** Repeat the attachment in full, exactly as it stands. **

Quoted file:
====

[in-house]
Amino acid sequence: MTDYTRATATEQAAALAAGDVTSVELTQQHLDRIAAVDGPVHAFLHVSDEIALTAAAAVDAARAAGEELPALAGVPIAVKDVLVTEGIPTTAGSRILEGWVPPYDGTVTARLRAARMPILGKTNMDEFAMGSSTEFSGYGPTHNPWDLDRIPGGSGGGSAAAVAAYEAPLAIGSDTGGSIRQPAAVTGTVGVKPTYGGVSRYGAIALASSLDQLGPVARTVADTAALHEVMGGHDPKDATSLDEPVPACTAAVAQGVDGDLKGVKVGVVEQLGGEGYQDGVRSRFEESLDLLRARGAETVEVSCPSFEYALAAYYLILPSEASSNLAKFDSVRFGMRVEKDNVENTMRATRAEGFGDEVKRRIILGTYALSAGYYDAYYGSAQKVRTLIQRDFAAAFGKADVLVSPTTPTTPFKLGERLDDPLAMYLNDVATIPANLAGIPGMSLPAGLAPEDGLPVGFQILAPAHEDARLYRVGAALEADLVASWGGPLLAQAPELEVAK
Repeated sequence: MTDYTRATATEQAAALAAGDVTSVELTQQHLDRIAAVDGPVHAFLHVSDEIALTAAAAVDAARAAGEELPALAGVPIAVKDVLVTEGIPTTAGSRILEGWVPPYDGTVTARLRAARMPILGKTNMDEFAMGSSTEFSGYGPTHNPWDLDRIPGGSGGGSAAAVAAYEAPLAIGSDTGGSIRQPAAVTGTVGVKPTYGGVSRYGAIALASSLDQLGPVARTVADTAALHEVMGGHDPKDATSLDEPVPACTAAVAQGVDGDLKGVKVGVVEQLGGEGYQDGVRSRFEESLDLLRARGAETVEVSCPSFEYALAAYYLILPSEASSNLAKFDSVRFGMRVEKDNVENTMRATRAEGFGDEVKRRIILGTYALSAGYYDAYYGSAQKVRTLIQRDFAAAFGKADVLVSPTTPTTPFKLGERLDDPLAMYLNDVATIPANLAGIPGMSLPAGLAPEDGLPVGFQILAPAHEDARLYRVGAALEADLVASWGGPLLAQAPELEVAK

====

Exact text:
[in-house]
Amino acid sequence: MTDYTRATATEQAAALAAGDVTSVELTQQHLDRIAAVDGPVHAFLHVSDEIALTAAAAVDAARAAGEELPALAGVPIAVKDVLVTEGIPTTAGSRILEGWVPPYDGTVTARLRAARMPILGKTNMDEFAMGSSTEFSGYGPTHNPWDLDRIPGGSGGGSAAAVAAYEAPLAIGSDTGGSIRQPAAVTGTVGVKPTYGGVSRYGAIALASSLDQLGPVARTVADTAALHEVMGGHDPKDATSLDEPVPACTAAVAQGVDGDLKGVKVGVVEQLGGEGYQDGVRSRFEESLDLLRARGAETVEVSCPSFEYALAAYYLILPSEASSNLAKFDSVRFGMRVEKDNVENTMRATRAEGFGDEVKRRIILGTYALSAGYYDAYYGSAQKVRTLIQRDFAAAFGKADVLVSPTTPTTPFKLGERLDDPLAMYLNDVATIPANLAGIPGMSLPAGLAPEDGLPVGFQILAPAHEDARLYRVGAALEADLVASWGGPLLAQAPELEVAK
Repeated sequence: MTDYTRATATEQAAALAAGDVTSVELTQQHLDRIAAVDGPVHAFLHVSDEIALTAAAAVDAARAAGEELPALAGVPIAVKDVLVTEGIPTTAGSRILEGWVPPYDGTVTARLRAARMPILGKTNMDEFAMGSSTEFSGYGPTHNPWDLDRIPGGSGGGSAAAVAAYEAPLAIGSDTGGSIRQPAAVTGTVGVKPTYGGVSRYGAIALASSLDQLGPVARTVADTAALHEVMGGHDPKDATSLDEPVPACTAAVAQGVDGDLKGVKVGVVEQLGGEGYQDGVRSRFEESLDLLRARGAETVEVSCPSFEYALAAYYLILPSEASSNLAKFDSVRFGMRVEKDNVENTMRATRAEGFGDEVKRRIILGTYALSAGYYDAYYGSAQKVRTLIQRDFAAAFGKADVLVSPTTPTTPFKLGERLDDPLAMYLNDVATIPANLAGIPGMSLPAGLAPEDGLPVGFQILAPAHEDARLYRVGAALEADLVASWGGPLLAQAPELEVAK